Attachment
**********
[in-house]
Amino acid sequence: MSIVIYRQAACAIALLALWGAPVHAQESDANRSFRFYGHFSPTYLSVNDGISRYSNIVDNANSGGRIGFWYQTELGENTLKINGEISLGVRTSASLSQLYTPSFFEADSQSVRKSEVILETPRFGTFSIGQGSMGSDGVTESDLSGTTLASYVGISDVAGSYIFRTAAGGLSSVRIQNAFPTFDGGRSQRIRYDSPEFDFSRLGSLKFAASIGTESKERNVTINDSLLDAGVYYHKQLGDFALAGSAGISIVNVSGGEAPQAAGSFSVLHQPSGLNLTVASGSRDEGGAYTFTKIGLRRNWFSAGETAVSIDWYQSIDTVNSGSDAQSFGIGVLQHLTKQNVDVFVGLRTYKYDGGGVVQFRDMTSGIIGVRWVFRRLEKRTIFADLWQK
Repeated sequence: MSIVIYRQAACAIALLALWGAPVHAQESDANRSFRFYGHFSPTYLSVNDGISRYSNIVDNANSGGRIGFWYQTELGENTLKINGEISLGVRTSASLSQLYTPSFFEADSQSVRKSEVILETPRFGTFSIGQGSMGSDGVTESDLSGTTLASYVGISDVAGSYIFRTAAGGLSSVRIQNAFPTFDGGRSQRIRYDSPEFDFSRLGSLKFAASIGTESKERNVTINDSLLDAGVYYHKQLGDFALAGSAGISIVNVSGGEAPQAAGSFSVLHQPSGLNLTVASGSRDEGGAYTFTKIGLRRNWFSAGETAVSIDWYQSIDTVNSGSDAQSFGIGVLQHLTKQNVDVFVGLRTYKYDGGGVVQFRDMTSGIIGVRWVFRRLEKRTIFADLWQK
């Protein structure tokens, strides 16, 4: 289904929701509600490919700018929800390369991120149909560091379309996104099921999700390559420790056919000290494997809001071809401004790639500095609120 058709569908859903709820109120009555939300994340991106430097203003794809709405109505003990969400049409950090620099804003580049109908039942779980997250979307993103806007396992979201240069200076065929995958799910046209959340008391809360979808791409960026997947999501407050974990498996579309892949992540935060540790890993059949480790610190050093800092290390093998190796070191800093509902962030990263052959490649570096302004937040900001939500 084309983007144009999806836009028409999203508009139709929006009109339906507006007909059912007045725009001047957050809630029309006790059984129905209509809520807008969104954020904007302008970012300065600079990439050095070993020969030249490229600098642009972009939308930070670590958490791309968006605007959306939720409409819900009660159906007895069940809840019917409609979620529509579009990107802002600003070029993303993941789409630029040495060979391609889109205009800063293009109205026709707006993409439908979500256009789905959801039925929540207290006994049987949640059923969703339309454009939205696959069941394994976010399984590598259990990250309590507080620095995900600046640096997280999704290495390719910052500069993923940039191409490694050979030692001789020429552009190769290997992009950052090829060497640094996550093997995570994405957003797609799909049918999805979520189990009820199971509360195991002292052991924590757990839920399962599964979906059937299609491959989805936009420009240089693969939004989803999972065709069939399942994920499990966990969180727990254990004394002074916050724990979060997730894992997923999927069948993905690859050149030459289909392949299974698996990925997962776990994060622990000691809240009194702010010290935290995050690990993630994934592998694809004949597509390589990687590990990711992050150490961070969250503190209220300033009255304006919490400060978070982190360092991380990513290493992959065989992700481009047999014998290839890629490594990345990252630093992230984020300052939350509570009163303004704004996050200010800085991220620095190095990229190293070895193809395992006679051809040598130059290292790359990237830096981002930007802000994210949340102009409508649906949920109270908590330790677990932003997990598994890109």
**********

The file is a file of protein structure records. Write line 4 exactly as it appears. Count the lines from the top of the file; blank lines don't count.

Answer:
């Protein structure tokens, strides 16, 4: 289904929701509600490919700018929800390369991120149909560091379309996104099921999700390559420790056919000290494997809001071809401004790639500095609120 058709569908859903709820109120009555939300994340991106430097203003794809709405109505003990969400049409950090620099804003580049109908039942779980997250979307993103806007396992979201240069200076065929995958799910046209959340008391809360979808791409960026997947999501407050974990498996579309892949992540935060540790890993059949480790610190050093800092290390093998190796070191800093509902962030990263052959490649570096302004937040900001939500 084309983007144009999806836009028409999203508009139709929006009109339906507006007909059912007045725009001047957050809630029309006790059984129905209509809520807008969104954020904007302008970012300065600079990439050095070993020969030249490229600098642009972009939308930070670590958490791309968006605007959306939720409409819900009660159906007895069940809840019917409609979620529509579009990107802002600003070029993303993941789409630029040495060979391609889109205009800063293009109205026709707006993409439908979500256009789905959801039925929540207290006994049987949640059923969703339309454009939205696959069941394994976010399984590598259990990250309590507080620095995900600046640096997280999704290495390719910052500069993923940039191409490694050979030692001789020429552009190769290997992009950052090829060497640094996550093997995570994405957003797609799909049918999805979520189990009820199971509360195991002292052991924590757990839920399962599964979906059937299609491959989805936009420009240089693969939004989803999972065709069939399942994920499990966990969180727990254990004394002074916050724990979060997730894992997923999927069948993905690859050149030459289909392949299974698996990925997962776990994060622990000691809240009194702010010290935290995050690990993630994934592998694809004949597509390589990687590990990711992050150490961070969250503190209220300033009255304006919490400060978070982190360092991380990513290493992959065989992700481009047999014998290839890629490594990345990252630093992230984020300052939350509570009163303004704004996050200010800085991220620095190095990229190293070895193809395992006679051809040598130059290292790359990237830096981002930007802000994210949340102009409508649906949920109270908590330790677990932003997990598994890109």